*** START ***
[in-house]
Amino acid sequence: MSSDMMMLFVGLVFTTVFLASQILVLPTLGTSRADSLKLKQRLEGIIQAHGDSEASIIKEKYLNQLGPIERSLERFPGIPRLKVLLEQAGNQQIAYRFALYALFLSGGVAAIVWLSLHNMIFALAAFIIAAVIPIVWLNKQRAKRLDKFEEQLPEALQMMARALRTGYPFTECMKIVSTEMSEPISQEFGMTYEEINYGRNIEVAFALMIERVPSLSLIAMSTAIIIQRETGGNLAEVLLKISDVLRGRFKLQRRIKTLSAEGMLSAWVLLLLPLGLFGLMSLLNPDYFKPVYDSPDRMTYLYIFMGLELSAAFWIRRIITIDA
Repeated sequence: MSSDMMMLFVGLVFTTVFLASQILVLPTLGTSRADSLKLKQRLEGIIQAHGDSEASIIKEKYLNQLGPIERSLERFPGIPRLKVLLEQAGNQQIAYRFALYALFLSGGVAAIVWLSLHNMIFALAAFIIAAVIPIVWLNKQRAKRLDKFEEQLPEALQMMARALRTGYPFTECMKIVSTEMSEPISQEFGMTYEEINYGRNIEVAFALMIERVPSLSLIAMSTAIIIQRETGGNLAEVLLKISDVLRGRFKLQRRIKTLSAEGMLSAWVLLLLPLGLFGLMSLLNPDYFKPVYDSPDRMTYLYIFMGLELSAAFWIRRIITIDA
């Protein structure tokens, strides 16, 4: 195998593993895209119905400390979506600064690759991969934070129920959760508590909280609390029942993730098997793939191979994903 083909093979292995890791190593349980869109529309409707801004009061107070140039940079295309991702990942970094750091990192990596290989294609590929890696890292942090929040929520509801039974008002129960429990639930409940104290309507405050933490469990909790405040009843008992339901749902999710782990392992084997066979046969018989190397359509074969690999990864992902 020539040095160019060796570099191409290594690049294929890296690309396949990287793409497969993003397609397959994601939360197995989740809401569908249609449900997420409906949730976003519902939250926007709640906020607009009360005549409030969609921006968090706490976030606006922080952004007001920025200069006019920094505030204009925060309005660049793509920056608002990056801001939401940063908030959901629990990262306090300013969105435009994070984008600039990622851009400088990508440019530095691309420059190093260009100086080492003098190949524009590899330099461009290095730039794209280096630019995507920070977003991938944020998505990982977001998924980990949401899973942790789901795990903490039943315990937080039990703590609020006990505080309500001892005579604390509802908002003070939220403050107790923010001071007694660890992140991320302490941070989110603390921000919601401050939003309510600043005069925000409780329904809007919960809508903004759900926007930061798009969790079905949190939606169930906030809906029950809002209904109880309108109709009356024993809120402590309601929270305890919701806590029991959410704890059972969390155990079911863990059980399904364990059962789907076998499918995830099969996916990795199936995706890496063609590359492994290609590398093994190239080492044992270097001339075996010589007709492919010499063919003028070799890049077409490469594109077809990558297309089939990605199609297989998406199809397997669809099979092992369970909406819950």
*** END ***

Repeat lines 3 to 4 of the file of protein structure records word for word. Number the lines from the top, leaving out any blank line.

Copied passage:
Repeated sequence: MSSDMMMLFVGLVFTTVFLASQILVLPTLGTSRADSLKLKQRLEGIIQAHGDSEASIIKEKYLNQLGPIERSLERFPGIPRLKVLLEQAGNQQIAYRFALYALFLSGGVAAIVWLSLHNMIFALAAFIIAAVIPIVWLNKQRAKRLDKFEEQLPEALQMMARALRTGYPFTECMKIVSTEMSEPISQEFGMTYEEINYGRNIEVAFALMIERVPSLSLIAMSTAIIIQRETGGNLAEVLLKISDVLRGRFKLQRRIKTLSAEGMLSAWVLLLLPLGLFGLMSLLNPDYFKPVYDSPDRMTYLYIFMGLELSAAFWIRRIITIDA
């Protein structure tokens, strides 16, 4: 195998593993895209119905400390979506600064690759991969934070129920959760508590909280609390029942993730098997793939191979994903 083909093979292995890791190593349980869109529309409707801004009061107070140039940079295309991702990942970094750091990192990596290989294609590929890696890292942090929040929520509801039974008002129960429990639930409940104290309507405050933490469990909790405040009843008992339901749902999710782990392992084997066979046969018989190397359509074969690999990864992902 020539040095160019060796570099191409290594690049294929890296690309396949990287793409497969993003397609397959994601939360197995989740809401569908249609449900997420409906949730976003519902939250926007709640906020607009009360005549409030969609921006968090706490976030606006922080952004007001920025200069006019920094505030204009925060309005660049793509920056608002990056801001939401940063908030959901629990990262306090300013969105435009994070984008600039990622851009400088990508440019530095691309420059190093260009100086080492003098190949524009590899330099461009290095730039794209280096630019995507920070977003991938944020998505990982977001998924980990949401899973942790789901795990903490039943315990937080039990703590609020006990505080309500001892005579604390509802908002003070939220403050107790923010001071007694660890992140991320302490941070989110603390921000919601401050939003309510600043005069925000409780329904809007919960809508903004759900926007930061798009969790079905949190939606169930906030809906029950809002209904109880309108109709009356024993809120402590309601929270305890919701806590029991959410704890059972969390155990079911863990059980399904364990059962789907076998499918995830099969996916990795199936995706890496063609590359492994290609590398093994190239080492044992270097001339075996010589007709492919010499063919003028070799890049077409490469594109077809990558297309089939990605199609297989998406199809397997669809099979092992369970909406819950």